FIG Commission 8 - Spatial planning and development

Work Plan 2015-2018

Original work plan in .pdf-format

Terms of Reference

  • Regional and local planning structure
  • Land use planning and implementation control 
  • Human settlement issues in spatial development
  • Natural resources utilization and stewardship
  • Strategy for environmentally sustainable development
  •  Public – Private – Partnerships
  • Rural development and land governance
  • Disaster risks management and resilience
  • Inter-relationship between and amongst Commissions

Mission statement

The mission of Commission 8 is to unpack linkages between planning, Sustainable Development, natural resources utilization for economic growth while advancing social equity and resilience.


Spatial Planning

Commission 8 continues to recognize spatial planning as a function for political decision makers, regional and sub-regional development organizations, technical Institutions, and Academic Institutions with active involvement of local communities with the prime objectives of investigating and setting out policies, as well as  their implementation in order to attain sustained growth and prosperity.

These regional and sub-regional bodies, including FIG should ultimately provide leadership in strategies for formulation and implementation of spatial development planning and decision making at all levels of governance.

Urban Development

The World Urban Forum and its partners is contributing to guiding and enriching the policy work on equity and sustainable urbanization through an open dialogue.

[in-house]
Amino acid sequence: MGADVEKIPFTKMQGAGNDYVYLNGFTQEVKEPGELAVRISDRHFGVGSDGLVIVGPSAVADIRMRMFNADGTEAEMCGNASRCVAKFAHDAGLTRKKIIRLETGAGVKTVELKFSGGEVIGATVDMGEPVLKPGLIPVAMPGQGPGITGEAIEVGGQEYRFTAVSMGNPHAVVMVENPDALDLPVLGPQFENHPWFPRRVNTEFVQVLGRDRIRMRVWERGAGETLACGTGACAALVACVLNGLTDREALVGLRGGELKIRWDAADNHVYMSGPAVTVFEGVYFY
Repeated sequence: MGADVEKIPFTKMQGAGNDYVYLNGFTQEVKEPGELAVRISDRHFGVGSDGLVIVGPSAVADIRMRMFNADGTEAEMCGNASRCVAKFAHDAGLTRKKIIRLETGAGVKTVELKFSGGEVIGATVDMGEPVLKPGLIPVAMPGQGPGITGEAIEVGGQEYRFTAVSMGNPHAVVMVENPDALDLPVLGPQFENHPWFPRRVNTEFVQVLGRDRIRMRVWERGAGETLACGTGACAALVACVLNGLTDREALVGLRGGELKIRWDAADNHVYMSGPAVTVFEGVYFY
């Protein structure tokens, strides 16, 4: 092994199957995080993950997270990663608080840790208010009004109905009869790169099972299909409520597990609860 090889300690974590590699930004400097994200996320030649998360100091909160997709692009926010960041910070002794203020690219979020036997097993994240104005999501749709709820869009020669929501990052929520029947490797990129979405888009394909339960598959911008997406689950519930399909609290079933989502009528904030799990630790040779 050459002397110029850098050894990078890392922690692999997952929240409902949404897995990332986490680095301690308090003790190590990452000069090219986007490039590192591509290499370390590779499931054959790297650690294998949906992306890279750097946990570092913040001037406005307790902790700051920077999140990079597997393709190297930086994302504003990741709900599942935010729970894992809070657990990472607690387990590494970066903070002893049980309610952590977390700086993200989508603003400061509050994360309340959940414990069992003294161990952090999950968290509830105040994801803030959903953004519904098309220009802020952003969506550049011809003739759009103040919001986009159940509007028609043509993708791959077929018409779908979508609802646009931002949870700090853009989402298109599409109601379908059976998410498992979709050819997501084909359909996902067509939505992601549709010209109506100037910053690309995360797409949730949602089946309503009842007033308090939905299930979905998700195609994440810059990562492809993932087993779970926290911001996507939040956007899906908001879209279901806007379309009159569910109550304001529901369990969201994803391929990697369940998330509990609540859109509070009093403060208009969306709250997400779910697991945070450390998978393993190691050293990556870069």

Commission 8 will actively support this ongoing dialogue and align its goals in achieving sustainable urban development with those of the Forum and will actively pursue and support any political and technical debates on attaining a socially and ecologically equitable future. Expectedly, our support of their goals will ultimately feed into the global preparatory process of the Third United Nations Conference on Housing and Sustainable Urban Development (Habitat III). In the face of global challenges, Urban  management systems and infrastructure to support sustainable, resilient urban development ought to be pursued. Rural Development

The development of rural area, to some extent, is always neglected by local governments and the gap between rural and urban becomes increasingly wide, pwhich leads to many social, economic as well as environmental problems, threatening sustainable development of the country. Arguably, rural development is a complex issue, and could refer to many aspects such as land governance, fiscal policy, agricultural, and even social welfare system.

The World at Risk

Development and Risks